Mindfulness techniques are helpful because these can help a client see and study a concept with the intention of grasping how and why something happens, yet without passing judgement. For example, I might ask them to visualise blowing bubbles and then seeing them pop. This is done with the idea that when the bubbles pop the liquid dissipates and nothing is there anymore. I then explain that intrusive thoughts and images can be likened to biological bubbles of nonsense. They can then visualise seeing thoughts and images coming in and filtering out and then seeing them dissipate without giving them special meaning. Another technique is listening to a voice on a tape recorder where the voice fades into an echo. Discussing that the echo is heard yet isn’t the original authentic sound can help a person understand the concept that while thoughts are real (in the sense we are aware of them) and we “hear” those thoughts that by contrast intrusive thoughts echo paradoxical information. An echo fades into the distance and as it fades no moral judgement or fearing high probability of a feared outcome is attached to it; likewise I explain that paradoxical echoes can pass and fade without judgement and fearing high probability.
Can you explain a little bit more about paradoxical echoes?
Yes, intrusive thoughts combine contradictory features or qualities about the person, hence OCD being known as a paradoxical disorder. Basically what the person’s true values are, the obsessions say otherwise. For example, a person devoted to their religion might experience intrusive blasphemous thoughts; or a person who loves children and strives to keep them safe might be plagued with paedophile obsessions, and so on. This is why it is demonstrated that a person’s symptoms will diminish when they practice allowing their paradoxical echoes to fade without judgement.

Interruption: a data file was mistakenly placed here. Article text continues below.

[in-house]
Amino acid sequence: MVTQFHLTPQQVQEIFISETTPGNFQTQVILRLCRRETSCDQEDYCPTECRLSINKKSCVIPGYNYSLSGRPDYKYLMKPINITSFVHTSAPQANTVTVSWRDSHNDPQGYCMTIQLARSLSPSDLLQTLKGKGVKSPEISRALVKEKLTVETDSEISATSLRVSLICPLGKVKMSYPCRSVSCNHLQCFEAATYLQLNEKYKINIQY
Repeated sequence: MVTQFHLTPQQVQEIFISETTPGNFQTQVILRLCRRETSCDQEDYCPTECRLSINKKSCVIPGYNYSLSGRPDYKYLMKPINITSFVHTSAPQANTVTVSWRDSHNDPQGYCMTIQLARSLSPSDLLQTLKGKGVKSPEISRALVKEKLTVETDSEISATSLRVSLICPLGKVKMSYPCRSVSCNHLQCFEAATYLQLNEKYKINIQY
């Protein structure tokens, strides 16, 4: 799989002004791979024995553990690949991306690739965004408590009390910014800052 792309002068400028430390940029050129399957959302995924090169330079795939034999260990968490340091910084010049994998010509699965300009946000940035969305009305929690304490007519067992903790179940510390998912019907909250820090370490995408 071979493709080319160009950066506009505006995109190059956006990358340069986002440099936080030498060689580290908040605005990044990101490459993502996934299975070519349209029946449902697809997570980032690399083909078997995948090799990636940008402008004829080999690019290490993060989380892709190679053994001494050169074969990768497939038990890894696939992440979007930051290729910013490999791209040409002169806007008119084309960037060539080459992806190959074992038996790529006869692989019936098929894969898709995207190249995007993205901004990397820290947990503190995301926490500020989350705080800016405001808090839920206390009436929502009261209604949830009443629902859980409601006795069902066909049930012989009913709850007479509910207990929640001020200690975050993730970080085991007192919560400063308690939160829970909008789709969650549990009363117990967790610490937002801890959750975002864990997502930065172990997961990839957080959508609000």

Finally, since ERP is the gold standard treatment for OCD, how can improved insight help a person engage in this treatment and what are the chances of recovery overall?
First, cognitive restructuring helps a person see their illness on a deeper level of understanding. They learn to see that managing uncertainty far outweighs the benefits of living with never-ending doubts and “what-ifs?” Understanding these concepts puts them in better place for working towards the behavioural side of therapy known as exposure response prevention. As a result, they figure out that when they agree to face their obsessions (exposure) and resist compulsions (response prevention) that this is what eventually weakens the obsessions and aids in their recovery.